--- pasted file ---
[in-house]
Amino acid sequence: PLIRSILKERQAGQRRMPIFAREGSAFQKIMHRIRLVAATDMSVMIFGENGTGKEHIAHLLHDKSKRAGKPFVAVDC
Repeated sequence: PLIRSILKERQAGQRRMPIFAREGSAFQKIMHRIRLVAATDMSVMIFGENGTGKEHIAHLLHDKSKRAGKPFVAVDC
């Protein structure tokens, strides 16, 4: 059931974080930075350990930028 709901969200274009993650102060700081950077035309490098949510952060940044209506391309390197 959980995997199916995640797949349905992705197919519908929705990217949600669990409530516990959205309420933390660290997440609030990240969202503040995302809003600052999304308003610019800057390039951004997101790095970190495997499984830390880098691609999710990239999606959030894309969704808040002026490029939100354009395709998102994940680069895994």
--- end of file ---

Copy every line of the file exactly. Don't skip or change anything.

[in-house]
Amino acid sequence: PLIRSILKERQAGQRRMPIFAREGSAFQKIMHRIRLVAATDMSVMIFGENGTGKEHIAHLLHDKSKRAGKPFVAVDC
Repeated sequence: PLIRSILKERQAGQRRMPIFAREGSAFQKIMHRIRLVAATDMSVMIFGENGTGKEHIAHLLHDKSKRAGKPFVAVDC
């Protein structure tokens, strides 16, 4: 059931974080930075350990930028 709901969200274009993650102060700081950077035309490098949510952060940044209506391309390197 959980995997199916995640797949349905992705197919519908929705990217949600669990409530516990959205309420933390660290997440609030990240969202503040995302809003600052999304308003610019800057390039951004997101790095970190495997499984830390880098691609999710990239999606959030894309969704808040002026490029939100354009395709998102994940680069895994």